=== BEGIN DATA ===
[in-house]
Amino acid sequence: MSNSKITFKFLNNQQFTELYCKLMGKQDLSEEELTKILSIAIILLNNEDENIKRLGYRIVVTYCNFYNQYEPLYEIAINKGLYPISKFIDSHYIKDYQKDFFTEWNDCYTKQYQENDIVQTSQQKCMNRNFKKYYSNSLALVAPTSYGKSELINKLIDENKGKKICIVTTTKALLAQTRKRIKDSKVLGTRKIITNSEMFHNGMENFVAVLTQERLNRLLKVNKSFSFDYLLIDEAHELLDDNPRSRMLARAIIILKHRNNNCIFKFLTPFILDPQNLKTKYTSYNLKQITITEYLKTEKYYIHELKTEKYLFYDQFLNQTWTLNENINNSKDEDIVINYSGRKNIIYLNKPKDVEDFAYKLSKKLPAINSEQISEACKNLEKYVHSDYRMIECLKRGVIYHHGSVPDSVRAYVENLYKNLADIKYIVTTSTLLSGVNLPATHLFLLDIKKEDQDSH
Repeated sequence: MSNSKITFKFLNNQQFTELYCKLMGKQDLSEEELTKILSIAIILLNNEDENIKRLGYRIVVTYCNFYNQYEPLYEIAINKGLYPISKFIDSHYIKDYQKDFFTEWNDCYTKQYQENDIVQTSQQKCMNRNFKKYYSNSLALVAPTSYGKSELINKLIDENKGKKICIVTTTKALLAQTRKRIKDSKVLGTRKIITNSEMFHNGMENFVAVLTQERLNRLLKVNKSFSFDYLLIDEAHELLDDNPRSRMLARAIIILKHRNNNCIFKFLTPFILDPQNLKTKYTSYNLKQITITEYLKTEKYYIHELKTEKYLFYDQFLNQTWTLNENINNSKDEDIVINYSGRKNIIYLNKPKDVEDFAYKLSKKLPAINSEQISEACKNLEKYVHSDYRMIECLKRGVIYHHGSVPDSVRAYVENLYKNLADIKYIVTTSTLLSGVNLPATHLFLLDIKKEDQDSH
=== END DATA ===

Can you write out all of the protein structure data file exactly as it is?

[in-house]
Amino acid sequence: MSNSKITFKFLNNQQFTELYCKLMGKQDLSEEELTKILSIAIILLNNEDENIKRLGYRIVVTYCNFYNQYEPLYEIAINKGLYPISKFIDSHYIKDYQKDFFTEWNDCYTKQYQENDIVQTSQQKCMNRNFKKYYSNSLALVAPTSYGKSELINKLIDENKGKKICIVTTTKALLAQTRKRIKDSKVLGTRKIITNSEMFHNGMENFVAVLTQERLNRLLKVNKSFSFDYLLIDEAHELLDDNPRSRMLARAIIILKHRNNNCIFKFLTPFILDPQNLKTKYTSYNLKQITITEYLKTEKYYIHELKTEKYLFYDQFLNQTWTLNENINNSKDEDIVINYSGRKNIIYLNKPKDVEDFAYKLSKKLPAINSEQISEACKNLEKYVHSDYRMIECLKRGVIYHHGSVPDSVRAYVENLYKNLADIKYIVTTSTLLSGVNLPATHLFLLDIKKEDQDSH
Repeated sequence: MSNSKITFKFLNNQQFTELYCKLMGKQDLSEEELTKILSIAIILLNNEDENIKRLGYRIVVTYCNFYNQYEPLYEIAINKGLYPISKFIDSHYIKDYQKDFFTEWNDCYTKQYQENDIVQTSQQKCMNRNFKKYYSNSLALVAPTSYGKSELINKLIDENKGKKICIVTTTKALLAQTRKRIKDSKVLGTRKIITNSEMFHNGMENFVAVLTQERLNRLLKVNKSFSFDYLLIDEAHELLDDNPRSRMLARAIIILKHRNNNCIFKFLTPFILDPQNLKTKYTSYNLKQITITEYLKTEKYYIHELKTEKYLFYDQFLNQTWTLNENINNSKDEDIVINYSGRKNIIYLNKPKDVEDFAYKLSKKLPAINSEQISEACKNLEKYVHSDYRMIECLKRGVIYHHGSVPDSVRAYVENLYKNLADIKYIVTTSTLLSGVNLPATHLFLLDIKKEDQDSH